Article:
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HellRaiZer

I need your opinion!!! ASM vs Plain C++

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I need your opinion or knowledge on a subject. The question in few words is : "Why my inline asm code, which is the same as the code that VC produce, is slower than the same without asm ?" Let me explain what i''m talking about. Yesterday, i found out that VC can export a listing file, with asm and source code in it, for a specific .c or .cpp file. So i compiled my Vector class with this option enabled, and i began to study the generated asm file. First of all, let me clear something. I am not an assembly guru or something, and the only things i know about assembly is how to do math calculations, and some other basic stuff (like searching a string for a char etc). That''s why i compiled the Vector class to study it. The first function i saw was the default constructor. This will be the func of my example. In plain c the constructor looked like this: GEVector3D::GEVector3D() { x = 0.0f; y = 0.0f; z = 0.0f; } When i compiled this thing, the asm output was: // Initialization stuff for the { ; 14 : x = 0; mov eax, DWORD PTR _this$[ebp] mov DWORD PTR [eax], 0 ; 15 : y = 0; mov ecx, DWORD PTR _this$[ebp] mov DWORD PTR [ecx+4], 0 ; 16 : z = 0; mov edx, DWORD PTR _this$[ebp] mov DWORD PTR [edx+8], 0 // deinitialization stuff for the } When i saw it, i reliazed that there was unnecessary mov instructions in it. So, i tried to rewrite it with inline asm, by calling only the necessary instructions. The result was this: GEVector3D::GEVector3D() { _asm { mov eax, DWORD PTR _this$[ebp] mov DWORD PTR [eax], 0 mov DWORD PTR [eax+4], 0 mov DWORD PTR [eax+8], 0 } } The generated listing file had the same init and uninit stuff for the two function versions. So i started to rewrite the whole class with inline asm. Then i made some kind of benchmark. It was a big loop, inside of which, there were some vector initialization (constructor), and some vector math like dot products and cross products, normalization etc. When i timed the loop with the inline asm version of code, it outputs: "Averange time for 10000 loops of 100 vectors calcs : 1.2 sec" and this was in the release version, with inline func substitution enabled. When i timed the same loop, with the same code for the calculations and for the timing, with the plain c code, the "Averange time for 10000 loops of 100 vectors calcs : 0.3 sec", always in the release version. How can it be explained?????? And if i am making some kind of mistake, in big asm functions (cross products, normalization etc.), why it is still slower, if i use only the small and confident functions(like constructors etc.)???????? I need your opinion on that. Because i''m trying to make my apps run faster, i need some advice on it. Thanks in advance for your attention, and forgive my terrible english. HellRaiZer HellRaiZer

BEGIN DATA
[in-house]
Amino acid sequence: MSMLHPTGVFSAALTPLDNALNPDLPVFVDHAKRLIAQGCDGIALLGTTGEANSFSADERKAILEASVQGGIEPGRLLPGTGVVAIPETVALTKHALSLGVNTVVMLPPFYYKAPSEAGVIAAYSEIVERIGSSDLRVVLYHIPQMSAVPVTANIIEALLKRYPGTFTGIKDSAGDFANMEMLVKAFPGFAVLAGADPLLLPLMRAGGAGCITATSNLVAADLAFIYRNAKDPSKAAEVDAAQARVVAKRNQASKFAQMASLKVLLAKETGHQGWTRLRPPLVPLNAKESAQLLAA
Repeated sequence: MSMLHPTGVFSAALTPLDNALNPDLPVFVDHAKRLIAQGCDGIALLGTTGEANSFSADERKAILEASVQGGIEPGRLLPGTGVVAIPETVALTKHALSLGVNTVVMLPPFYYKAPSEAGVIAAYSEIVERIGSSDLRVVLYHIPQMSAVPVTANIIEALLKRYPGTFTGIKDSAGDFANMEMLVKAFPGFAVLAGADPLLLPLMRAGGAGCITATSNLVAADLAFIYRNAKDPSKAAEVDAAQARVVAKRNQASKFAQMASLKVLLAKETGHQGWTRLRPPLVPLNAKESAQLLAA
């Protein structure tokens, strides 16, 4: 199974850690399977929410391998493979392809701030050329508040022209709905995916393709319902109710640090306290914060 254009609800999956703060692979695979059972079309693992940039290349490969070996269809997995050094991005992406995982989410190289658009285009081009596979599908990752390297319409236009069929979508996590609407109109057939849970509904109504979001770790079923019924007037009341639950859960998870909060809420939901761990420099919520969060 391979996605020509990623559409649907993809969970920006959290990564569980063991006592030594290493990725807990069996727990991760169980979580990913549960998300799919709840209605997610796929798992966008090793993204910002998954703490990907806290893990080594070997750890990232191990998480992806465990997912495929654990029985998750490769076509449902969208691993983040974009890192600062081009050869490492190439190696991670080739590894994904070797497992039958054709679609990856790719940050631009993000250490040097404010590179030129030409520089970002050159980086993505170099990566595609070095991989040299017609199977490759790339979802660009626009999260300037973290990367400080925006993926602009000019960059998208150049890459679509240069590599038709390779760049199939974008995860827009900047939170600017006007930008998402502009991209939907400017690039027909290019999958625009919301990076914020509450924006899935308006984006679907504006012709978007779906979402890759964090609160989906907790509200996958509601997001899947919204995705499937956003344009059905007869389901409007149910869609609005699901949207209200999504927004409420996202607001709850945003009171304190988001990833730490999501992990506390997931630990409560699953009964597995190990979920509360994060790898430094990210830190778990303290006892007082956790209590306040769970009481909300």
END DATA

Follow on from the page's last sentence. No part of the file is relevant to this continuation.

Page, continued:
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Visual C++''s method of setting 3 variables to zero was too slow for you? Yoiks.

If you want your applications to run faster, then profile it first and find out where you real bottlenecks are. Most good optimisations dont require assembly language at any rate.

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No, setting 3 vars to 0.0f is not too slow for me!!!!! But what about cross products? When you have 1000 of them in a single frame for example??? Are these two extra movs a problem????

I know that asm is not always the best optimization, but the thing is that i am tring to learn something from it so, i experiment!!!!

HellRaiZer

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Have you tried playing around with the SSE/SSE2 intrinsics in tthe new (MS) C++ compiler?

Regards

Thomas Tomiczek